The Robin, or European Robin, has been voted the unofficial National Bird of Great Britain on several occasions. The gardener’s friend, and symbol of Christmas is the most recognisable bird in the country. More importantly, it is my mum’s favourite bird. Walk through our family nest at Christmas and you will be surrounded by Robins on greeting cards and decorations, and even a scruffy aging red-breasted bird sitting firmly on the top of the Christmas tree.
Having written about the Robin’s trans-Atlantic cousin, the American Robin, I thought it high time I shared the ‘original Robin’ on this blog. The problem was that, as with so many common birds, I didn’t have any good photos. I thought that I would change that very quickly, but I only go back to the Britain a couple of times a year, and as common as the Robin is, the bird favours the dark spots of the undergrowth. But after a few hours of Robin stalking over a couple of visits, I was able to capture a few shots of these beautiful birds.
The Robin is a small bird, at around 12 cm (5.0 in) long, with a wingspan of 20 cm (8 in). Juvenile Robins are star-speckled brown, with the characteristic red breast only appearing after the first molt. Folklore says that the Robin was always a brown bird until one famous day in Golgotha, where upon he saw Jesus suffering on the cross. The Robin plucked a thorn from Christ’s head and sang to him, thus becoming stained in blood, forever carrying the mark of Christ.
The Robin has a powerful song that it uses to maintain its territory, as well as to attract a mate. In winter the female also sings, as she is as territorial as the male outside of the breeding season. The Robin song can be heard before sunrise and after sunset. As a result, the powerful song is sometimes thought to be that of its cousin, the Nightingale. Those of us lucky enough to have heard the Nightingale on a summer night know that for all the Robin’s effort, it falls well short of its drab relative’s supreme sonnets.
In recent years, my dad has repurposed a couple of old Blue tit nest boxes to make them Robin friendly. He doubled the size of the entrance, leaving it a little rough and adding footholds for the less acrobatic Robin. The boxes were relocated lower to the ground and buried in vegetation.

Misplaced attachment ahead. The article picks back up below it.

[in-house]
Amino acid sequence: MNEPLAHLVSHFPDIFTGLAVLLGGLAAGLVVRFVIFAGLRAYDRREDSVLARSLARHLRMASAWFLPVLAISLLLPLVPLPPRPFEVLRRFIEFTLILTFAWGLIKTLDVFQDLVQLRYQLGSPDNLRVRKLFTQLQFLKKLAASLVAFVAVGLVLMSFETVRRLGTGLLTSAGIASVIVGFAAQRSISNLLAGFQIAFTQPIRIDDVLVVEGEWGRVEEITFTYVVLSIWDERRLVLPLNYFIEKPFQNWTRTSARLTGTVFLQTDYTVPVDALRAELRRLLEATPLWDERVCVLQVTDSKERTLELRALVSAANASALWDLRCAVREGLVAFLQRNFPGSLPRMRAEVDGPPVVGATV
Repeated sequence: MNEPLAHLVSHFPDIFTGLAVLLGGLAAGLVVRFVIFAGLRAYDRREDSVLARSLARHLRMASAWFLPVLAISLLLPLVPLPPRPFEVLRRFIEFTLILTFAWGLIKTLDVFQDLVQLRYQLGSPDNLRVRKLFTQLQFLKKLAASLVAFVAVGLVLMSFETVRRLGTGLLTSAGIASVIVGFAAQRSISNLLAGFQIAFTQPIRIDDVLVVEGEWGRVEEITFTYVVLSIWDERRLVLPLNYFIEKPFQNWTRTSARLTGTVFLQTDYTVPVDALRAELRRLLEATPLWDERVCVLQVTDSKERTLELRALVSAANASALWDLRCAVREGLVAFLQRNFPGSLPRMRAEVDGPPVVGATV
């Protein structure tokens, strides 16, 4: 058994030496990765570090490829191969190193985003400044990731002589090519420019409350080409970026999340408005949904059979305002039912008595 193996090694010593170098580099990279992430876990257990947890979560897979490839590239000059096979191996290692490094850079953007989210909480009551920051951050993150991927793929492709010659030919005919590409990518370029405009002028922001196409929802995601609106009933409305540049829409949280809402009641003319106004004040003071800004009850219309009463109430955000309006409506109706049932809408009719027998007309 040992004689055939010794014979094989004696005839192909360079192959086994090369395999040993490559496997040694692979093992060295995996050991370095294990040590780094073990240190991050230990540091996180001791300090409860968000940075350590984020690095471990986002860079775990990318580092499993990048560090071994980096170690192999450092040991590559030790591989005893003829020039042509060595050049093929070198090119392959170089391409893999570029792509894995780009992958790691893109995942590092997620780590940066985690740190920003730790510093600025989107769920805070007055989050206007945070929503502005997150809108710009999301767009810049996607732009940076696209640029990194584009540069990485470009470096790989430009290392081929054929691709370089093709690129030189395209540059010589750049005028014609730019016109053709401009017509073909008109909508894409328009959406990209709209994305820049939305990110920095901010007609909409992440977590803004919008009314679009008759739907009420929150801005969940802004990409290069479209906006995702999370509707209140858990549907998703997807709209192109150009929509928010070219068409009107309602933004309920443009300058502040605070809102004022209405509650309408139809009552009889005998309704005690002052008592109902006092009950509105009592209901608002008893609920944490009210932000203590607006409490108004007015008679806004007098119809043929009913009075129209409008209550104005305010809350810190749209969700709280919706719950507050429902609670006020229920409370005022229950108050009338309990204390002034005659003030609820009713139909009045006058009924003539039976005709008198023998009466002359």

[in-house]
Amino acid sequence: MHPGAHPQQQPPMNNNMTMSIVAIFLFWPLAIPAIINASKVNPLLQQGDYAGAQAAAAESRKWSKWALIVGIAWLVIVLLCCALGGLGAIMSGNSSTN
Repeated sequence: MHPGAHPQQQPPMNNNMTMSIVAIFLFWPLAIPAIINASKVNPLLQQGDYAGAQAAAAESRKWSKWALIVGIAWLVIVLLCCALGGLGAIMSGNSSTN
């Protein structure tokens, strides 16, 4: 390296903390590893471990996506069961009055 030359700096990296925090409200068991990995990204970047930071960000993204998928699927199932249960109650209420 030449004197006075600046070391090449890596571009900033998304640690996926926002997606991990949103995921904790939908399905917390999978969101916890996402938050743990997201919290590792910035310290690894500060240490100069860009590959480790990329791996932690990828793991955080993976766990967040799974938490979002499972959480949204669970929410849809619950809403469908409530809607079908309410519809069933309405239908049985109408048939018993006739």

The neighbourhood Robin was quick to spot that these home renovations were back on the market, and when spring arrived a pair of Robins claimed one as their own. My mum provided personal security, as she sat attentively at the window, springing out of the door, Jack-in-the-box style, to flush a greedy magpie or moggy away from the nest box until the fledglings had flown.
The Robin’s association with Christmas makes it synonymous with winter. It is often depicted in art as the single splash of colour in snowy world. In reality, winter is a tough time for the Robin, as it is for all birds. The intelligent Robin recognises that where there are people there is food and warmth. It is this knowledge that has them close by in the coldest months. Their wintery presence has seen the little bird recognised in nursery rhymes throughout the ages, such as this popular rhyme that I so often heard as a child;
The North Wind doth blow,
And we shall have snow,
And what shall the poor robin
He’ll sit in the barn,
And keep himself warm,
And hide his head under his wing,
Gardeners who spend cold hours outside alone on chilly mornings, digging the vegetable patch, will no doubt have enjoyed the company of a Robin. The little bird will perch close by, intent on grabbing a worm or beetle, disturbed by the prongs of the fork. Winter anglers are well used to occasional visits from a Robin, cocking its head towards them, as its glance darts from bait box to angler. There are few who can resist flicking a fat juicy maggot towards a hungry beak.
The Robin’s image of being a sociable, people-friendly creature, a symbol of Christmas who perched on the cross with Christ himself, is a little misleading. In reality, these birds are fierce marauders, defending their territory with the passion and violence of a lion. 10% of all fatal injuries to adult Robins are inflicted by another murderous Robin. Any other bird that flashes a sideways glance at the red-breasted hooligan is likely to be driven from its perch.
The Robin is a bully and a loud mouth, but its confidence and willingness to follow us around the garden, combined with its simple, elegant beauty, makes this little songster a favourite. It might be a common bird, but it doesn’t stop me calling mum to the window whenever one flits through the garden to snag a snack from under the bird feeder.
A poem by William Wordsworth:
Art thou the bird whom Man loves best,
The pious bird with the scarlet breast,
Our little English Robin;
The bird that comes about our doors
When autumn winds are sobbing
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Categories: United Kingdom